11
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George always has had it with the girls. Those who don't find him irresistible at first sight could usually be won over by a ride in his shiny red sports car. If there has ever been a problem with girls for George, then it was how to handle multiple at the same time without having them fight each other. It therefore came as quite a shock to him, when he first met Kari just after moving town. She is undoubtedly the most attractive woman he has met so far, but as much as he tried - and he tried a lot - she's just shown him her cold shoulder so far. She has hardly spoken with him!

And for the first time, George is really in love.

He tries for weeks to gain her attention - always close of not becoming a stalker - but to no success. He is close to giving up - maybe he should just jump off the bridge ? - when suddenly, one fine Wednesday at work, Kari walks up to him. Without saying much, she hands him a neat envelope with some fine, hand-written "for George" on it, then turns around abruptly and hurries of into her office without giving him a chance to chat with her.

When George opens the letter - about half a page neatly written in all capital letters - he first can not make head and tail from it. Should this be a sick joke? But something tells him, it isn't. So he cancels the weekly card-club this evening and instead spends all night working on that letter. He finds all sorts of clues, but while some things really sound hopeful, others mightily depress him. No wonder he is tired and grumpy the next day in office. Kari isn't in, which doesn't lift his mood. In the evening, he rings up his best friend Robert and they meet in the Red Sofa bar. Robert is a computer nerd and keen puzzle enthusiast, so he promises to have a crack on the letter.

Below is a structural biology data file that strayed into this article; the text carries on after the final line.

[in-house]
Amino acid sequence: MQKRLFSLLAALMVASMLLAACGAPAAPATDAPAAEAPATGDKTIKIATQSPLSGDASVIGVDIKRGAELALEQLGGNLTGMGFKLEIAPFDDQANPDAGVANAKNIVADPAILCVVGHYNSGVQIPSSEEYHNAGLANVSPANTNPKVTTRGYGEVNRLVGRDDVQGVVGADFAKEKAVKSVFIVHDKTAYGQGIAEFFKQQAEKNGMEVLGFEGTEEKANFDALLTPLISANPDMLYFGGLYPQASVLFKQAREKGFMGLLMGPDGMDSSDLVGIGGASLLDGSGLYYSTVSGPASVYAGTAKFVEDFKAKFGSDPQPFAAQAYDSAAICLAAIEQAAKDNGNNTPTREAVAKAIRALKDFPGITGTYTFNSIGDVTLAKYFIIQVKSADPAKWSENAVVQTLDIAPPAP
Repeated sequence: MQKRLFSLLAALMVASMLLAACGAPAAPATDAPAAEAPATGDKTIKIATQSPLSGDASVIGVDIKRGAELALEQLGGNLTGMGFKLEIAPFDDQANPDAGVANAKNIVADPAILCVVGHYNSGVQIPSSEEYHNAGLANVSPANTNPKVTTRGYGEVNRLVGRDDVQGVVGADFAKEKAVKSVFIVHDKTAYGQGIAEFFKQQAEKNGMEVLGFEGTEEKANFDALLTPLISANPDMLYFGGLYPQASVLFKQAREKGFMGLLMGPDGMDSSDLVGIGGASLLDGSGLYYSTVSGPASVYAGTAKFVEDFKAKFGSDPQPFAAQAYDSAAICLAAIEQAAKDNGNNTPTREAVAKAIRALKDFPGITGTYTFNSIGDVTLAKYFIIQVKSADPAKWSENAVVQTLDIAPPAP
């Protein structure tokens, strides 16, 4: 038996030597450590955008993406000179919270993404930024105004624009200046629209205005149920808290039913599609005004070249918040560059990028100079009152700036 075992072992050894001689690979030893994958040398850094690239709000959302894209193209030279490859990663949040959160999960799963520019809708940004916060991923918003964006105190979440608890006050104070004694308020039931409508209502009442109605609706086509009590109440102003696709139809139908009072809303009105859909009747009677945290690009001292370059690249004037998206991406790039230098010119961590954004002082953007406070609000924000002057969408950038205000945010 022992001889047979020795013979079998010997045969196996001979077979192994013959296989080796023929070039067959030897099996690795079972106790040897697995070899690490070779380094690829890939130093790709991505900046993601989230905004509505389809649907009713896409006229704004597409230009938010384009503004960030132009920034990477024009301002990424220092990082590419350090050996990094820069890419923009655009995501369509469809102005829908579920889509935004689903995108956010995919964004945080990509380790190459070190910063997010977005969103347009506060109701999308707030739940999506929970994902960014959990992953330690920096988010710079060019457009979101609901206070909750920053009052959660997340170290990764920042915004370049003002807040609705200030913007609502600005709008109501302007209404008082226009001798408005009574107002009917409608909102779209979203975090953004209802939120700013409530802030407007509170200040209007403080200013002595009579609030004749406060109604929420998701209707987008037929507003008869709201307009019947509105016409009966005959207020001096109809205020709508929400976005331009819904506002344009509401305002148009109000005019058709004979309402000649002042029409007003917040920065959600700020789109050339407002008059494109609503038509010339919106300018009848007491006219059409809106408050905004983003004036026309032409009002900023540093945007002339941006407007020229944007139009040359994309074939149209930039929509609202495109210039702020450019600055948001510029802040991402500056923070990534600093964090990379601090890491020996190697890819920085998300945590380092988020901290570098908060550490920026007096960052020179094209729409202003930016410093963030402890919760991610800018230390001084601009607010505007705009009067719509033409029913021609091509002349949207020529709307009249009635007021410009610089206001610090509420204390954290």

Next afternoon, just before work finishes, Robert calls George in the office. He's really excited, because he could finally crack the code. However, George has to cut his friend short as he goes on an on about the various ways he had tried to read this message. Grudgingly, Robert agrees to just send George the email with the plain text.

George reads this letter and acts like one could expect.

Now, did George finally date Kari?
Or did he drown his sorrows in the Red Sofa bar trying to set his mind on somebody else?

The original message George received on the letter ( - transcribed to ASCII text for puzzler's convenience - ) is the following:

DO DATING SINGLE,
DOUBT NOTICED BELONG IF HIGH NOTICED OF A POST BE! 
IF CENTER OR AT THE YOUR HIGH HOUSE OFFICE BEFORE NEVER CONSTANT,
CAN LETTER MEET THAN YOUR: YOUR FOR HIGH TOWN FIRST NEVER RESTAURANT.
YOU, YOUR MINUTES BEAUTIFUL READ HAVE, CAN IF OR RESTAURANT PERMANENT
WILL CENTER WAIT THERE BRIDGE. IF EARN THE YOUR BLUE TOWN TIME HANDSOME.
PARK JUST TIME AFTER PUNCTUAL? ASSUME YOUR INTERESTED HAVE ARE SO? 
WHERE WITH SHADOW. IN YOUR CENTER RED TIME LITTLE THAT IF AND INTERESTED 
IS INDEED DEAR YOUR. IF GOOD YOUR AFTER SIXTEEN CHINESE. IF ME INDEED 
THEIR RESPECT I NIGHT TOWN THEIR CLOSES SATURDAY INDEED CHANCE OFFICE USE.
IF WITH NOTICED MIGHT YOUR THIS. IF WE TOWN MIGHT YOUR ATTENTION THEIR 
LET WHO THEIR LIVE BOY BUT JUST. SCHOOL NOON YES BEAUTIFUL GROUP BECOMING 
ONLY CENTER SHADOW THEIR BECAUSE STUPID. CAN IF DOUBT NOTICED MIGHT AFTER 
BRAIN FRIDAY THEIR FOR TO AM ATTENTION NOON. IF AND NOTICED THE SUGGEST. 
SPEAK IF TELL WHERE MIGHT ONE GIVE LAKE ALONE THEIR PREJUDICE ON COME ATTENTION NOT. 
IF WITH WANT FRIDAY SMART MY INDEED THEIR LIVE PEOPLE BELIEVE THEIR HOPES SEE.